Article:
TikTok says it is working to remove videos of a man taking his own life and is banning users who try to share the clip on the platform.
The footage was originally live-streamed on Facebook but has since circulated on other social media platforms.
The video-sharing app said it was using human reviewers as well as automated systems to detect and block the clip from being shared.
“On Sunday night, clips of a suicide that had originally been live-streamed on Facebook circulated on other platforms, including TikTok,” a TikTok spokesperson said.
“Our systems, together with our moderation teams, have been detecting and blocking these clips for violating our policies against content that displays, praises, glorifies, or promotes suicide.
“We are banning accounts that repeatedly try to upload clips, and we appreciate our community members who’ve reported content and warned others against watching, engaging, or sharing such videos on any platform out of respect for the person and their family.
“If anyone in our community is struggling with thoughts of suicide or concerned about someone who is, we encourage them to seek support, and we provide access to hotlines directly from our app and in our Safety Centre.”
Facebook confirmed it was aware of the footage and had been blocking further attempts to share it since.
“We removed the original video from Facebook last month on the day it was streamed and have used automation technology to remove copies and uploads since that time,” a Facebook spokesperson said.
The incident comes amid ongoing concerns about social media platforms and their handling of content linked to suicide and self-harm, with many raising concerns about the damage such content can cause, in particular, to younger users.
Fears about the impact of social media on vulnerable people come amid suicides such as that of 14-year-old schoolgirl Molly Russell in 2017, who was found to have viewed harmful content online.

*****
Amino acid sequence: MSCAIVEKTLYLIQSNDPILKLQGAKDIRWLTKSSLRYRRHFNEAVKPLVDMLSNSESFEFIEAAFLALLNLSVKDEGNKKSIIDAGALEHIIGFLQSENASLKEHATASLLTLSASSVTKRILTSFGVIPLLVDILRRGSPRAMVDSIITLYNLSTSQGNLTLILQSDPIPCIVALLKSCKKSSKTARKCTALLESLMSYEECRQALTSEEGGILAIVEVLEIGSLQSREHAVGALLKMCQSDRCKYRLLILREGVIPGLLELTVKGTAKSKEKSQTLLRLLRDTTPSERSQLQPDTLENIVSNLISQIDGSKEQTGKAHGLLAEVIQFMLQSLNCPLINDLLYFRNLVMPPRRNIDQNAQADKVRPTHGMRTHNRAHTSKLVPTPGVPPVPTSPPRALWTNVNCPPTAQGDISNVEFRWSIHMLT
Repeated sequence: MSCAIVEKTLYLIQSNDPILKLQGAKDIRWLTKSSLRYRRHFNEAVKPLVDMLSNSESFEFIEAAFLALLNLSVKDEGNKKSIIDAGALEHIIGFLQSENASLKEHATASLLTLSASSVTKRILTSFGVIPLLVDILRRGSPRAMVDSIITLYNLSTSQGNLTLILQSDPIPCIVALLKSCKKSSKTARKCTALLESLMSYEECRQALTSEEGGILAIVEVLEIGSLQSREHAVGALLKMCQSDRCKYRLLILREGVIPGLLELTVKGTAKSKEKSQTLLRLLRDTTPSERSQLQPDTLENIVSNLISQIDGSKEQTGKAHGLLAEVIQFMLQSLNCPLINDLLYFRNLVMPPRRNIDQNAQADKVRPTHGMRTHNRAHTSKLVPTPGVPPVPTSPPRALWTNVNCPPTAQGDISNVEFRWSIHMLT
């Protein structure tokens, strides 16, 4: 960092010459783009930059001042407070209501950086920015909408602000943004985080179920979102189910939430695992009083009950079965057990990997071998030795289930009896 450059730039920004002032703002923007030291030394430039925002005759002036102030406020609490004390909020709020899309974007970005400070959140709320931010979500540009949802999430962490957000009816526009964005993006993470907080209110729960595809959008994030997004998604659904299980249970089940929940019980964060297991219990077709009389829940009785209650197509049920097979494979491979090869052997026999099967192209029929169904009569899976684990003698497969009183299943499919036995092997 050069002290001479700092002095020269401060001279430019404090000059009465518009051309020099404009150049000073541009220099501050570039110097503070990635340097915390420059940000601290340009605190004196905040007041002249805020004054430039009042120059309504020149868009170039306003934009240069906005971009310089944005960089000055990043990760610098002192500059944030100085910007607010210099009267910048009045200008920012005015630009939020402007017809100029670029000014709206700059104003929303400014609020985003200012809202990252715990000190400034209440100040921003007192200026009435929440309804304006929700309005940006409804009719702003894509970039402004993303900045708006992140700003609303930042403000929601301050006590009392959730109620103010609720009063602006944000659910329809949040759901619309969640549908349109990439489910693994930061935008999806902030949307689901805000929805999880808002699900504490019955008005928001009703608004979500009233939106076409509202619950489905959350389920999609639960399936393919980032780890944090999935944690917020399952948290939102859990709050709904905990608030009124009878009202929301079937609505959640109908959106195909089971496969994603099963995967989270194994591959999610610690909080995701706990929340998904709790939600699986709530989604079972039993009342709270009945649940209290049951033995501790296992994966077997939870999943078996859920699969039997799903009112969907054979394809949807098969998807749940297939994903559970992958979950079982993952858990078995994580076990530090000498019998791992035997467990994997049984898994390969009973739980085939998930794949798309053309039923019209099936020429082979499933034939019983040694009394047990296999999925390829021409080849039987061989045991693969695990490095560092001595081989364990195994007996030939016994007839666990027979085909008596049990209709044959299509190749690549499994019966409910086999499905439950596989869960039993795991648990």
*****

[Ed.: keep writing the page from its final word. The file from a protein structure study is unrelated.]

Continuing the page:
Molly’s father Ian, who now campaigns for online safety, has previously said the “pushy algorithms” of social media “helped kill my daughter”.
The Government is currently preparing its Online Harms Bill, which will introduce stricter regulation for internet companies and social media platforms, with large fines and other penalties for those who fail to protect their users.
Andy Burrows, head of child safety online policy at the NSPCC, said: “It is an important challenge to win this cat and mouse game, as tech firms try to take down this horrific content while malicious actors continue to spread it.
“After the Christchurch terror attack was livestreamed and spread widely, this is a test of whether industry is working across platforms, and has rapid response arrangements in place to take down live and recorded video as consistently as they do with still images.
“Situations like this underline that platforms have a duty of care to act on harmful content, and that Government must make progress on the Online Harms Bill this autumn to hold companies and bosses to account.”